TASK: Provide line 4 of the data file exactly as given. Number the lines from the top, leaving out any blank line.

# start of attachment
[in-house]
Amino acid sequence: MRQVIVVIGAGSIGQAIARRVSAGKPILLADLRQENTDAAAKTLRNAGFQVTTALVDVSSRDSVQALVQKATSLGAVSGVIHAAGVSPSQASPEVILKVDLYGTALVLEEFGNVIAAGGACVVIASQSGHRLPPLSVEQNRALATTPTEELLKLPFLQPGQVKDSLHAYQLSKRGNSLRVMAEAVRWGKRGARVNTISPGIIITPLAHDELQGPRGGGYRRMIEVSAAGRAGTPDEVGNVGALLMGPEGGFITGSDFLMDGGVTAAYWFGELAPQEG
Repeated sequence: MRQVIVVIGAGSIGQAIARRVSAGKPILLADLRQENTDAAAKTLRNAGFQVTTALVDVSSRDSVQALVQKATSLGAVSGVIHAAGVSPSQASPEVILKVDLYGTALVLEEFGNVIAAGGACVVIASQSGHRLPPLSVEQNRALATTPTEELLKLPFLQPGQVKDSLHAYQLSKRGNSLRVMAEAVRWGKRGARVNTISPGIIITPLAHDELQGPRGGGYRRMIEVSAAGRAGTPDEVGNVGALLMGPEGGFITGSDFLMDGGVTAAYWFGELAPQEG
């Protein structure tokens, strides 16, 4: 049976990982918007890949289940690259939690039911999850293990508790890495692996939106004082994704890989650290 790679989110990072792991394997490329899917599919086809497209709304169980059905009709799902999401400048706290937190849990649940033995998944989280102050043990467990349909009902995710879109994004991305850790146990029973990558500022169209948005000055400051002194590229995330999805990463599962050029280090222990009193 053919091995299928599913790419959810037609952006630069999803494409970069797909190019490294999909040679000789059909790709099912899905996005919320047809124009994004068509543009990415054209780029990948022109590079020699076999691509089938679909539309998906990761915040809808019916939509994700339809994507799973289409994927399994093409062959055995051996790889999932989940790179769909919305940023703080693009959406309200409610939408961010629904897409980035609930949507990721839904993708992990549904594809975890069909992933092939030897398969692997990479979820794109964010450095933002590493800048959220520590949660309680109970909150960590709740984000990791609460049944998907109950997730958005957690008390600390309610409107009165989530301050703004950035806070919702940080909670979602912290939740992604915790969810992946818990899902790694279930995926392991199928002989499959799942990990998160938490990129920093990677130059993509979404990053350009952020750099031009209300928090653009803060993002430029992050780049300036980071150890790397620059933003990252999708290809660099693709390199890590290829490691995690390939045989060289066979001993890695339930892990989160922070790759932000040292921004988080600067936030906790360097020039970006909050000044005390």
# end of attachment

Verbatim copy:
């Protein structure tokens, strides 16, 4: 049976990982918007890949289940690259939690039911999850293990508790890495692996939106004082994704890989650290 790679989110990072792991394997490329899917599919086809497209709304169980059905009709799902999401400048706290937190849990649940033995998944989280102050043990467990349909009902995710879109994004991305850790146990029973990558500022169209948005000055400051002194590229995330999805990463599962050029280090222990009193 053919091995299928599913790419959810037609952006630069999803494409970069797909190019490294999909040679000789059909790709099912899905996005919320047809124009994004068509543009990415054209780029990948022109590079020699076999691509089938679909539309998906990761915040809808019916939509994700339809994507799973289409994927399994093409062959055995051996790889999932989940790179769909919305940023703080693009959406309200409610939408961010629904897409980035609930949507990721839904993708992990549904594809975890069909992933092939030897398969692997990479979820794109964010450095933002590493800048959220520590949660309680109970909150960590709740984000990791609460049944998907109950997730958005957690008390600390309610409107009165989530301050703004950035806070919702940080909670979602912290939740992604915790969810992946818990899902790694279930995926392991199928002989499959799942990990998160938490990129920093990677130059993509979404990053350009952020750099031009209300928090653009803060993002430029992050780049300036980071150890790397620059933003990252999708290809660099693709390199890590290829490691995690390939045989060289066979001993890695339930892990989160922070790759932000040292921004988080600067936030906790360097020039970006909050000044005390």